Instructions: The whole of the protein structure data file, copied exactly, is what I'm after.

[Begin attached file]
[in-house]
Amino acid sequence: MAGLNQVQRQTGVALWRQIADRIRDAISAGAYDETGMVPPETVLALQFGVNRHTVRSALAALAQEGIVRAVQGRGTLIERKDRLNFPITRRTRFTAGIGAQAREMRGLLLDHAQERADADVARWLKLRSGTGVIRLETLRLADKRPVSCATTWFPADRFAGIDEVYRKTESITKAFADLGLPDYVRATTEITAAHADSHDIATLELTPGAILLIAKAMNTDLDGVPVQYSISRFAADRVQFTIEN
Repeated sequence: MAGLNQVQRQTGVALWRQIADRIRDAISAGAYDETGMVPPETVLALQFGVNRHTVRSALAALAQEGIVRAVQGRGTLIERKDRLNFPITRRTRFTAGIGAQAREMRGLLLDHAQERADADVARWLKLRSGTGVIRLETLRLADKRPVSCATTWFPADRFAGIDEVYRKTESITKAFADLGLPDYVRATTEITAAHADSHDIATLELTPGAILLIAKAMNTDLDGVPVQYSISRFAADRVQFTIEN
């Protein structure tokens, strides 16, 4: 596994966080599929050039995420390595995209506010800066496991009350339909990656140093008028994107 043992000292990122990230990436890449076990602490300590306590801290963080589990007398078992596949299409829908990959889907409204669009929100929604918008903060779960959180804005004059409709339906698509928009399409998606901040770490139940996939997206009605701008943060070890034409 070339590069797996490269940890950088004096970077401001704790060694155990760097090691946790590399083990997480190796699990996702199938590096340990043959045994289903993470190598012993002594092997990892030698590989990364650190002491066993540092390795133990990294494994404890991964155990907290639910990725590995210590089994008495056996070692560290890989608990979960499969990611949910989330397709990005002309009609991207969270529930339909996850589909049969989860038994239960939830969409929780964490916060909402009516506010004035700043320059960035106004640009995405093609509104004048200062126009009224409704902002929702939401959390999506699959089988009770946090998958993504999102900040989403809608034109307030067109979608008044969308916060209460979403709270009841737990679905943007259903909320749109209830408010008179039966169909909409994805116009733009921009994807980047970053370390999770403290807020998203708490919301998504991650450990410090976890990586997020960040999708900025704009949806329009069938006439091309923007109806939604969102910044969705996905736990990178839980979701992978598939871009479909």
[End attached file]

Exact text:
[in-house]
Amino acid sequence: MAGLNQVQRQTGVALWRQIADRIRDAISAGAYDETGMVPPETVLALQFGVNRHTVRSALAALAQEGIVRAVQGRGTLIERKDRLNFPITRRTRFTAGIGAQAREMRGLLLDHAQERADADVARWLKLRSGTGVIRLETLRLADKRPVSCATTWFPADRFAGIDEVYRKTESITKAFADLGLPDYVRATTEITAAHADSHDIATLELTPGAILLIAKAMNTDLDGVPVQYSISRFAADRVQFTIEN
Repeated sequence: MAGLNQVQRQTGVALWRQIADRIRDAISAGAYDETGMVPPETVLALQFGVNRHTVRSALAALAQEGIVRAVQGRGTLIERKDRLNFPITRRTRFTAGIGAQAREMRGLLLDHAQERADADVARWLKLRSGTGVIRLETLRLADKRPVSCATTWFPADRFAGIDEVYRKTESITKAFADLGLPDYVRATTEITAAHADSHDIATLELTPGAILLIAKAMNTDLDGVPVQYSISRFAADRVQFTIEN
């Protein structure tokens, strides 16, 4: 596994966080599929050039995420390595995209506010800066496991009350339909990656140093008028994107 043992000292990122990230990436890449076990602490300590306590801290963080589990007398078992596949299409829908990959889907409204669009929100929604918008903060779960959180804005004059409709339906698509928009399409998606901040770490139940996939997206009605701008943060070890034409 070339590069797996490269940890950088004096970077401001704790060694155990760097090691946790590399083990997480190796699990996702199938590096340990043959045994289903993470190598012993002594092997990892030698590989990364650190002491066993540092390795133990990294494994404890991964155990907290639910990725590995210590089994008495056996070692560290890989608990979960499969990611949910989330397709990005002309009609991207969270529930339909996850589909049969989860038994239960939830969409929780964490916060909402009516506010004035700043320059960035106004640009995405093609509104004048200062126009009224409704902002929702939401959390999506699959089988009770946090998958993504999102900040989403809608034109307030067109979608008044969308916060209460979403709270009841737990679905943007259903909320749109209830408010008179039966169909909409994805116009733009921009994807980047970053370390999770403290807020998203708490919301998504991650450990410090976890990586997020960040999708900025704009949806329009069938006439091309923007109806939604969102910044969705996905736990990178839980979701992978598939871009479909």